Forensic accounting has been around for many years. With the spotlight on accounting due to high profile scandals such as the Enron debacle, the market for forensic accountants has increased. The increase in white collar crimes due to the economic downturn also has forensic accounting in high demand. These accountants assist in investigating financial, auditing and business related issues and require specialized training. Forensic accountants are retained by lawyers, police forces, insurance companies, banks, and the business community. Government agencies employ forensic accountants as well. Accounting positions at the FBI date back to the 1970s and around 15 percent of ...view middle of the document...
The analytical ability of the forensic accountant helps them provide more than simply auditing skills or problem-solving skills. The amount of data that has to be analyzed can sometimes be voluminous and the forensic accountant must be able to make decisions based on available information. When a person is analytical they can look for inconsistencies or pick apart a problem and come up with at solution. A forensic accountant has to look beyond the numbers and grasp the substance of the situation. They must pay attention to the smallest detail and thoroughly analyze the data (Bhasin, 2007). Certainly that is the goal of the business or government entity that hires the forensic accountant.
A forensic accountant must also be an effective oral and written communicator. Quite often the need to represent verbally a position in a court of law is necessary. The preparation of reports or documentation for review requires good written communications skills. Forensic accountants may also conduct interviews with the accused or involved parties to get individual stores about the irregularities.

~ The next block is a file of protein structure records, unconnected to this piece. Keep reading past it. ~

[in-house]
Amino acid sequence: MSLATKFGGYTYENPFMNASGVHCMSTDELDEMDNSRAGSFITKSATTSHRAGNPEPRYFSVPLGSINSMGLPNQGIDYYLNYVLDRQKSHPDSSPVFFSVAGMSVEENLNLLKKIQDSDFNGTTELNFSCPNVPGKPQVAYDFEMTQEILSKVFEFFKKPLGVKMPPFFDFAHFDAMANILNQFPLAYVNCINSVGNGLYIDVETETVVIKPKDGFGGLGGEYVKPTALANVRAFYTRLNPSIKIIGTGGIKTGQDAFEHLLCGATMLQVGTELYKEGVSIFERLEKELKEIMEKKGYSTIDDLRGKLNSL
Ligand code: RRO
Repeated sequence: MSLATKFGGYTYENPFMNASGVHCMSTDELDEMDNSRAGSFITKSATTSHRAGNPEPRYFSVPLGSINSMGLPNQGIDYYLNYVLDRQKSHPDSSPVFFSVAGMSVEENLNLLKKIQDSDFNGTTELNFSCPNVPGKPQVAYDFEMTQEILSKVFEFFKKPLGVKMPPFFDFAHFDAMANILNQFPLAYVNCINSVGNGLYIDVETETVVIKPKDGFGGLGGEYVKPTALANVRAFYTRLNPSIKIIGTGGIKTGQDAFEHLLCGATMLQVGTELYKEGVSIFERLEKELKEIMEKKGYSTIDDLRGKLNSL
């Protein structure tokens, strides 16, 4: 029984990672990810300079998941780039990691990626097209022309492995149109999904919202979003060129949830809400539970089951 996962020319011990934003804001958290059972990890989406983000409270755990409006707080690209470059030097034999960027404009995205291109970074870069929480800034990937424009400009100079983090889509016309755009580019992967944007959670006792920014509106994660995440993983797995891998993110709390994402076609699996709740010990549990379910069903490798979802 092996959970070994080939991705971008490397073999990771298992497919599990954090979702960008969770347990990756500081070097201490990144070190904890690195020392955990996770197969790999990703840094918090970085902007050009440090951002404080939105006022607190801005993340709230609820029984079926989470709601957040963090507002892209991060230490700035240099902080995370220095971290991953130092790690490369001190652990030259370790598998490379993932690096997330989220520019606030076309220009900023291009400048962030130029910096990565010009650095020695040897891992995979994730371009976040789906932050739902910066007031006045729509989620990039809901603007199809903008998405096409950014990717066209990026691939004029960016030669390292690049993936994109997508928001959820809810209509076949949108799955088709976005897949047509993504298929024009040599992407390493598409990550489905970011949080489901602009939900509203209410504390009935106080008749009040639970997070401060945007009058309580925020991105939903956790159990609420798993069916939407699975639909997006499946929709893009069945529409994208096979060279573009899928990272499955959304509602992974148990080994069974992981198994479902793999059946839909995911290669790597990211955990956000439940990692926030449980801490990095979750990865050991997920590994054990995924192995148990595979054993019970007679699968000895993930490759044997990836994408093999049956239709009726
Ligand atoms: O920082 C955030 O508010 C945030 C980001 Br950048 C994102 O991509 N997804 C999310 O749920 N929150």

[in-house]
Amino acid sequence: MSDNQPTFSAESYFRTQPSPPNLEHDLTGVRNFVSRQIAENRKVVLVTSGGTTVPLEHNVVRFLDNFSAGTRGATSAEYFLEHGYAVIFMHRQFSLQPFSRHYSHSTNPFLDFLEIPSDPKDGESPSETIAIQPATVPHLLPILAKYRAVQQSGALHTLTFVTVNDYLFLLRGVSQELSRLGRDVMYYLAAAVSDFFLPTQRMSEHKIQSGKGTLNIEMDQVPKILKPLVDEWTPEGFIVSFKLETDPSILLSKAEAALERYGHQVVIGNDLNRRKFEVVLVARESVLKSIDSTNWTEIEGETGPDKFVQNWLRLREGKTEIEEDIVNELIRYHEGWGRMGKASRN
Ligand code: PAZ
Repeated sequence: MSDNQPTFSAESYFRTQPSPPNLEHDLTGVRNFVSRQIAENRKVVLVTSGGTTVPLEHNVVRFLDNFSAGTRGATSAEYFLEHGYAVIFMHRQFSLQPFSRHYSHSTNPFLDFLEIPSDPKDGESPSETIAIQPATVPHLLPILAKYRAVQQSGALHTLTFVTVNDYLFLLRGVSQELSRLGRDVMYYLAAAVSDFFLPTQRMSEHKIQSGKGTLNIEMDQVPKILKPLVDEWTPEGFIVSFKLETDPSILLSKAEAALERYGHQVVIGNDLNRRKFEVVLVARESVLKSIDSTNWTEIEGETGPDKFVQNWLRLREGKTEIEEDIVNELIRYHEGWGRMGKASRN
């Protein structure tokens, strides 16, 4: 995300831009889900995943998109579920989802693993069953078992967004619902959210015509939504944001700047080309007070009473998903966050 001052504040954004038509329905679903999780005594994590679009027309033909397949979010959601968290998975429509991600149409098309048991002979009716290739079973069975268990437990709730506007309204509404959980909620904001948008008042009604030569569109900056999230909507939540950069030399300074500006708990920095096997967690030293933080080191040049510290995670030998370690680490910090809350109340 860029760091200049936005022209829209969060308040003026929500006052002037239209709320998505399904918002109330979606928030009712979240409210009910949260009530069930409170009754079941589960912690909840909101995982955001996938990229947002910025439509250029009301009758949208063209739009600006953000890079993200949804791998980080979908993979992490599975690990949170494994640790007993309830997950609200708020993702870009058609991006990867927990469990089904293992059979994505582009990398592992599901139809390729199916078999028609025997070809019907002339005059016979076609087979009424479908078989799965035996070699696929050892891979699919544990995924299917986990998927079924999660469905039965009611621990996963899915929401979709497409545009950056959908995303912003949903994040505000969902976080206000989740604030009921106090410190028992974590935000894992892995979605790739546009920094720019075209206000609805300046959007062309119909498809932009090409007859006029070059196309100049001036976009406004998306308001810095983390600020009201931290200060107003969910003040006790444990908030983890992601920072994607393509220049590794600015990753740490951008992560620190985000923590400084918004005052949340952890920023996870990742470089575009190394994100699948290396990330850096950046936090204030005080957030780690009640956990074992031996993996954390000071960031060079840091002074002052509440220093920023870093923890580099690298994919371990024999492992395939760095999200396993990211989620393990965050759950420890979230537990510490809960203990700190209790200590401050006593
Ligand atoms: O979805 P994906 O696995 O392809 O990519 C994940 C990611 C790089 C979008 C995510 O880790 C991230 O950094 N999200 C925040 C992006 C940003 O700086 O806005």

A forensic accountant must have investigative abilities. This means they have to be intuitive and think like the perpetrator of a crime would. A healthy dose of skepticism needs to be present when looking at records for inconsistencies. A typical investigative accounting assignment would be an investigation of employee theft. Other examples include securities fraud, insurance fraud, kickbacks, and proceeds of crime investigations.
The forensic accountant must also have good auditing skills. Of all the areas of accounting, forensic accounting most resembles auditing, especially when it comes to fraud examinations. Auditing can be divided into internal and external auditing. External auditors are not employees of the company, they are auditors. Investigative services of the forensic accountant include the role of fraud auditor. These are services where those knowledgeable in accounting detect, prevent, and control fraud, defalcation, and misrepresentation (Hopwood,Young, Leiner, 2012).
Describe the role of a forensic accountant within a courtroom environment.
The word forensic means relating to the application of scientific knowledge to a legal problem or usable in a court of law (Freeman, 2008). Therefore, forensic accountants may also assist in legal proceedings, including testifying in court and preparing visual aids to support trial evidence. A forensic accountant will have to review documentation to form an initial assessment of the case and identify the areas of loss. They also assist with the examination for discovery including the formulation of questions to be asked regarding the financial evidence. They review the opposing expert’s damages report and assist with settlement discussions and negations. Attendance at a trial to hear the testimony of the opposing expert or to provide assistance with cross-examination is also where...